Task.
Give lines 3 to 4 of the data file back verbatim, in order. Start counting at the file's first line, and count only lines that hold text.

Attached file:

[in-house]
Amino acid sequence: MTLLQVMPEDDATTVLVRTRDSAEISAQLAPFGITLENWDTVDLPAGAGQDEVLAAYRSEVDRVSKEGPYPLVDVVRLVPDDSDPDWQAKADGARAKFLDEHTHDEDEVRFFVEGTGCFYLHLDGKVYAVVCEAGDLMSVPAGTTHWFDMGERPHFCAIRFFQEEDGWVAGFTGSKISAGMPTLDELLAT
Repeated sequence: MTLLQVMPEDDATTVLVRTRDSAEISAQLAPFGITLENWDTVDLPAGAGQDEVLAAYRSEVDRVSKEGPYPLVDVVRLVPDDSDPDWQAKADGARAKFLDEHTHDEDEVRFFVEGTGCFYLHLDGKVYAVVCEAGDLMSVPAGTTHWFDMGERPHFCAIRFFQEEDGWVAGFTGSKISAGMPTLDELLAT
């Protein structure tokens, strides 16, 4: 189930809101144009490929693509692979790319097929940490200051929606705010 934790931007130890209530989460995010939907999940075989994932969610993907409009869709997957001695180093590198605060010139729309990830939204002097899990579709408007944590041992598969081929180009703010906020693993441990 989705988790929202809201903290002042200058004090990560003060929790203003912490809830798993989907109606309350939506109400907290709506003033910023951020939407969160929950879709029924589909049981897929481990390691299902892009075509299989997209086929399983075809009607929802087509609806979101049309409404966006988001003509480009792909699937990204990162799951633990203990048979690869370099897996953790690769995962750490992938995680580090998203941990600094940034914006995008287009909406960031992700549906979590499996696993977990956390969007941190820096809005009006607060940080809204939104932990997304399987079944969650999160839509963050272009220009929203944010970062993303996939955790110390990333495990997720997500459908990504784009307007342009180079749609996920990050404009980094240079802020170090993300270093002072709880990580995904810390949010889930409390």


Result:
Repeated sequence: MTLLQVMPEDDATTVLVRTRDSAEISAQLAPFGITLENWDTVDLPAGAGQDEVLAAYRSEVDRVSKEGPYPLVDVVRLVPDDSDPDWQAKADGARAKFLDEHTHDEDEVRFFVEGTGCFYLHLDGKVYAVVCEAGDLMSVPAGTTHWFDMGERPHFCAIRFFQEEDGWVAGFTGSKISAGMPTLDELLAT
């Protein structure tokens, strides 16, 4: 189930809101144009490929693509692979790319097929940490200051929606705010 934790931007130890209530989460995010939907999940075989994932969610993907409009869709997957001695180093590198605060010139729309990830939204002097899990579709408007944590041992598969081929180009703010906020693993441990 989705988790929202809201903290002042200058004090990560003060929790203003912490809830798993989907109606309350939506109400907290709506003033910023951020939407969160929950879709029924589909049981897929481990390691299902892009075509299989997209086929399983075809009607929802087509609806979101049309409404966006988001003509480009792909699937990204990162799951633990203990048979690869370099897996953790690769995962750490992938995680580090998203941990600094940034914006995008287009909406960031992700549906979590499996696993977990956390969007941190820096809005009006607060940080809204939104932990997304399987079944969650999160839509963050272009220009929203944010970062993303996939955790110390990333495990997720997500459908990504784009307007342009180079749609996920990050404009980094240079802020170090993300270093002072709880990580995904810390949010889930409390």